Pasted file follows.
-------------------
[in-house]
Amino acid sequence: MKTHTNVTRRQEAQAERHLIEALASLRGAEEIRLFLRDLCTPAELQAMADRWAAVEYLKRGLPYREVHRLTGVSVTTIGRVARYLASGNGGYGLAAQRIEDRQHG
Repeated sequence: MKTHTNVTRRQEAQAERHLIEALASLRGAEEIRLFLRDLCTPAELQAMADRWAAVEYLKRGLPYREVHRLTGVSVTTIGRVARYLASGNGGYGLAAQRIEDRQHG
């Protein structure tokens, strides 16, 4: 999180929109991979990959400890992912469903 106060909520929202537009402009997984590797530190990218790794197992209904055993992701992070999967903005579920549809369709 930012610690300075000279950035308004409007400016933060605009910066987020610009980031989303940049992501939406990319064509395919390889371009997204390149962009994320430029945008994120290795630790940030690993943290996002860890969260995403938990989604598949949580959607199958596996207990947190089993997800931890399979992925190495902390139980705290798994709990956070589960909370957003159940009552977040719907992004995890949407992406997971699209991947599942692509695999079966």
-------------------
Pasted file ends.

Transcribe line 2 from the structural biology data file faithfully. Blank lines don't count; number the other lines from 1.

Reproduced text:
Amino acid sequence: MKTHTNVTRRQEAQAERHLIEALASLRGAEEIRLFLRDLCTPAELQAMADRWAAVEYLKRGLPYREVHRLTGVSVTTIGRVARYLASGNGGYGLAAQRIEDRQHG